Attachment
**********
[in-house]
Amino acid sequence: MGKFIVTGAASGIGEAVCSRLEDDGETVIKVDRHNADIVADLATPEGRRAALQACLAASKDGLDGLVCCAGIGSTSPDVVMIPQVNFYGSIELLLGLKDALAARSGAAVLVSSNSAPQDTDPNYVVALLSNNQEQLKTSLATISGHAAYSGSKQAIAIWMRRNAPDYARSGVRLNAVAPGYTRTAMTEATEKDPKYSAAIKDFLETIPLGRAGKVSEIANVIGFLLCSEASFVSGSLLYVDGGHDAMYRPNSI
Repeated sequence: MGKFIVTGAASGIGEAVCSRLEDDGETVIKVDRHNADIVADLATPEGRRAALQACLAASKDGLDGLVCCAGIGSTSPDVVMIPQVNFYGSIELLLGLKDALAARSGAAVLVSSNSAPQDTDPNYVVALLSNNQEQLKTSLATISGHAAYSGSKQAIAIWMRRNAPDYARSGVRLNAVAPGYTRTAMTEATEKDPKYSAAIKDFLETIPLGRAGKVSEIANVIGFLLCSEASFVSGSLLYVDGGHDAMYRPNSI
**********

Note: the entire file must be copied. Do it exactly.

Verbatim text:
[in-house]
Amino acid sequence: MGKFIVTGAASGIGEAVCSRLEDDGETVIKVDRHNADIVADLATPEGRRAALQACLAASKDGLDGLVCCAGIGSTSPDVVMIPQVNFYGSIELLLGLKDALAARSGAAVLVSSNSAPQDTDPNYVVALLSNNQEQLKTSLATISGHAAYSGSKQAIAIWMRRNAPDYARSGVRLNAVAPGYTRTAMTEATEKDPKYSAAIKDFLETIPLGRAGKVSEIANVIGFLLCSEASFVSGSLLYVDGGHDAMYRPNSI
Repeated sequence: MGKFIVTGAASGIGEAVCSRLEDDGETVIKVDRHNADIVADLATPEGRRAALQACLAASKDGLDGLVCCAGIGSTSPDVVMIPQVNFYGSIELLLGLKDALAARSGAAVLVSSNSAPQDTDPNYVVALLSNNQEQLKTSLATISGHAAYSGSKQAIAIWMRRNAPDYARSGVRLNAVAPGYTRTAMTEATEKDPKYSAAIKDFLETIPLGRAGKVSEIANVIGFLLCSEASFVSGSLLYVDGGHDAMYRPNSI